2024-06-16 7:32 AM

Meet Falls Church Government’s Mover & Shaker

Finding someone more passionate about city government than Cindy Mester would be difficult. She began working for the City of Falls Church in 2005 and has since moved into the role of Deputy City Manager, a role that includes a wide range of duties which she describes as “facilitating, collaborating and negotiating.”

Before beginning to work for the city of Falls Church, Mester spent over 20 years in Loudoun County, where she interned during her last semester at Longwood, which helped her to realize how much she enjoyed working with and being a part of a community.

“My basic function is to help build community,” she said. “I love local government because of that. I’ve been doing this type of work since 1983. My main role is to facilitate, collaborate and negotiate.” As Deputy City Manager, Mester takes on a wide range of responsibilities and various projects including the Capital Improvement Program (CIP), which “identifies capital needs of the community and indicates how these needs will be funded over the five year period” according to the City government website.

Overseeing the CIP includes “everything from developing the plan through the planning commission and Council, working with staff to implement and get grants,” she said. “Capital could be facilities like the library and City Hall or deal with transportation such as South Washington, and parks.”

Legislation is also a huge part of Mester’s day-to-day function. The City of Falls Church does not have a full-time legislative liaison so it has become one of the duties of the Deputy City Manager. She does this work predominantly at the state level with local politicians but during the pandemic this work now involves more at the federal level due to the pandemic and federal relief money.

Additionally, she works as the Pension Plan Administrator for the City, overseeing pension plans and other post-employment benefit plans for current and former City employees. She also serves as the Risk Manager for the City, overseeing insurance and claims as well as training staff to operate as safely as possible.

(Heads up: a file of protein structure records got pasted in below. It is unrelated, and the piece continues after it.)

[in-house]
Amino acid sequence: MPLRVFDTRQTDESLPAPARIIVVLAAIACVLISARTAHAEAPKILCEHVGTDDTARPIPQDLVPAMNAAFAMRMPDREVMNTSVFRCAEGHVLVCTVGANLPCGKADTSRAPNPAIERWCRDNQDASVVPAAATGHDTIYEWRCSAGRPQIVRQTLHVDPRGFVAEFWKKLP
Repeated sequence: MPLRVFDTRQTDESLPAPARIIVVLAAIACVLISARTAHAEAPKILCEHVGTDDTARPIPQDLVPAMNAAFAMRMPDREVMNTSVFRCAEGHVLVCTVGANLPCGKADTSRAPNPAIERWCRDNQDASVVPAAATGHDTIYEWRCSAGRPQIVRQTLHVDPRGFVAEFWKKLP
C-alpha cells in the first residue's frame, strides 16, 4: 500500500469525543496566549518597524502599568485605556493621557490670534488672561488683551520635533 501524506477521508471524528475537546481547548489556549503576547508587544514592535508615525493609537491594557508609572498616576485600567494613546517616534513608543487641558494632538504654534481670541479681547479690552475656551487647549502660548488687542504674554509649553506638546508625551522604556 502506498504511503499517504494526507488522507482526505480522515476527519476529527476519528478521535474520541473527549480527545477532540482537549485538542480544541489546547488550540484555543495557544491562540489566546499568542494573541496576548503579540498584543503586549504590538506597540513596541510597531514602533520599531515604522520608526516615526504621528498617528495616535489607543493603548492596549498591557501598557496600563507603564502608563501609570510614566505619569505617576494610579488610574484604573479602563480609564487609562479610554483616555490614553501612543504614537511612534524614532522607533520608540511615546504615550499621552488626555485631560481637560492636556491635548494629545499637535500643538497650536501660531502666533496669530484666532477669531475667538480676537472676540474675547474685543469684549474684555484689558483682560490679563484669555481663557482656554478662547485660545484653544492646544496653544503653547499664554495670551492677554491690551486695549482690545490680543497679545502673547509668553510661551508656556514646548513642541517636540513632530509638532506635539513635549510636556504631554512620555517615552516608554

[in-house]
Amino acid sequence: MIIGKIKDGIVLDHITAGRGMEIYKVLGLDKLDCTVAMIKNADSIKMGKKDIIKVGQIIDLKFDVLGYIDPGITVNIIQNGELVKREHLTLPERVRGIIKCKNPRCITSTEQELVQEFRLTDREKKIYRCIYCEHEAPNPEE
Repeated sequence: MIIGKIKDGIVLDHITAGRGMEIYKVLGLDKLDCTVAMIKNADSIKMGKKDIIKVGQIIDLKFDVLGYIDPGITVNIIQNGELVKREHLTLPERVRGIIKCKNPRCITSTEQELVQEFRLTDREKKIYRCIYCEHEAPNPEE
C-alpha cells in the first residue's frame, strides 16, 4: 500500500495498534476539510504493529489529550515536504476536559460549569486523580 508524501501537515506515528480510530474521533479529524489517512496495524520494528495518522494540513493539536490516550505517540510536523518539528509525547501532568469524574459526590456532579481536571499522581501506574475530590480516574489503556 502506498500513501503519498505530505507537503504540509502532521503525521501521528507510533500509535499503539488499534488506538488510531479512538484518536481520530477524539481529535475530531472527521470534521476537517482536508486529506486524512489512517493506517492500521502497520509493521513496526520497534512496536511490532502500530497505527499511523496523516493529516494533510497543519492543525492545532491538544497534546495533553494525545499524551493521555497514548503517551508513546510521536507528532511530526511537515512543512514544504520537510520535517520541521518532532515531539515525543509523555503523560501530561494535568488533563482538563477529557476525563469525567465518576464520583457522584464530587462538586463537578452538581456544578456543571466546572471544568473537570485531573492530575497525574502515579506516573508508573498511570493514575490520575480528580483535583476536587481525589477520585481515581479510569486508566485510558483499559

She also works to make sure ADA and Title VI are followed, has the IT department report directly to her, works on environmental sustainability in the City and has helped with a variety of special projects in Falls Church.
“Where I get seen in the community a lot is through special projects,” said Mester. “I get to work on a lot of special projects and that’s what I love doing. I get to work with affordable housing, ARPA, the Smart City partnership with Virginia Tech and more.”

The Smart City Partnership “aims to analyze the needs of the community, select technologies that can address these needs, and  implement them in a Smart City test bed for evaluation in a real-world environment.”

This includes several technologies being implemented including adaptive lighting, smart parking and payment, smart intersections, data access and evaluation tools, and roadway and infrastructure development.

One of her passions is working with the arts community in Falls Church. She has worked with Creative Cauldron, the Falls Church Arts & Humanities Council and the Little City CATCH Foundation on a variety of projects including helping Creative Cauldron get into their current theater space for shows and camps.

“That isn’t because I’m an artist or actively involved in the arts community,” she said. “It goes back to facilitating and negotiating contracts, leases, partnerships with the City and getting Council approval on things.”

She was heavily involved in City Hall expansion and renovation, a project that was 12 years in the making and completed in 2019.

“It’s really fun, it’s diverse and no day is ever the same, which is something I love,” said Mester about her job.
She always knew she wanted to work with people but originally saw herself in a “more structured” program until she spent a semester-long internship with Loudoun County in college.

“What I found was that I really liked being out in the community,” she said when asked about how she became interested in local government. “This internship gave me a cool opportunity of being a counselor in a group home and learning how to adapt recreational activities and events for persons with disabilities so that they were inclusionary.”
After seeing what a difference she could make on people’s lives at the local level, she decided to stick with local government and work in Loudoun.

Mester has many exciting projects coming in the future, including working to bring more affordable housing options to the city and much more, particularly as things move back to being in-person.

Next time you see Cindy Mester around the city, make sure to thank her for all of her hard work. 





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